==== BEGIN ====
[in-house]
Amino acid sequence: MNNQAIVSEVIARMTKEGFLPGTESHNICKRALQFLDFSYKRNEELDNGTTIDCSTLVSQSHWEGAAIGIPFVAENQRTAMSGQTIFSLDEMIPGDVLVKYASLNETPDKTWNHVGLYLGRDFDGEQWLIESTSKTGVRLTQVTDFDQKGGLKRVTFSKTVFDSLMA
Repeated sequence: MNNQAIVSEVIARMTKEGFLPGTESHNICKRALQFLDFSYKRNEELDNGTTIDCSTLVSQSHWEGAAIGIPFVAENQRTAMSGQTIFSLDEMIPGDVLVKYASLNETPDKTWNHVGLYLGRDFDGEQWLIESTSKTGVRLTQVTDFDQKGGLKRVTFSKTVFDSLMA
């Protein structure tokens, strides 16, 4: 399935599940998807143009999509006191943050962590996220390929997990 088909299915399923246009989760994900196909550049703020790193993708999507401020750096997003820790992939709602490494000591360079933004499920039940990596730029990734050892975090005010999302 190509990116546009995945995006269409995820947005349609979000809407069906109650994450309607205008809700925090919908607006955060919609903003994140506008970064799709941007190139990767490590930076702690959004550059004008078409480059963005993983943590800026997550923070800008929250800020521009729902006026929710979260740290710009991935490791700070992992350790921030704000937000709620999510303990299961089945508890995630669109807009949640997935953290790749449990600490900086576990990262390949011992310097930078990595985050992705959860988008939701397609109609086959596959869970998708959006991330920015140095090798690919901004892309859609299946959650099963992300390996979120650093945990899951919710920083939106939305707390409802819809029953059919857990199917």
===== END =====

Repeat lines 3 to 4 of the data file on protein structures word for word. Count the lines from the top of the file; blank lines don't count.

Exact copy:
Repeated sequence: MNNQAIVSEVIARMTKEGFLPGTESHNICKRALQFLDFSYKRNEELDNGTTIDCSTLVSQSHWEGAAIGIPFVAENQRTAMSGQTIFSLDEMIPGDVLVKYASLNETPDKTWNHVGLYLGRDFDGEQWLIESTSKTGVRLTQVTDFDQKGGLKRVTFSKTVFDSLMA
């Protein structure tokens, strides 16, 4: 399935599940998807143009999509006191943050962590996220390929997990 088909299915399923246009989760994900196909550049703020790193993708999507401020750096997003820790992939709602490494000591360079933004499920039940990596730029990734050892975090005010999302 190509990116546009995945995006269409995820947005349609979000809407069906109650994450309607205008809700925090919908607006955060919609903003994140506008970064799709941007190139990767490590930076702690959004550059004008078409480059963005993983943590800026997550923070800008929250800020521009729902006026929710979260740290710009991935490791700070992992350790921030704000937000709620999510303990299961089945508890995630669109807009949640997935953290790749449990600490900086576990990262390949011992310097930078990595985050992705959860988008939701397609109609086959596959869970998708959006991330920015140095090798690919901004892309859609299946959650099963992300390996979120650093945990899951919710920083939106939305707390409802819809029953059919857990199917």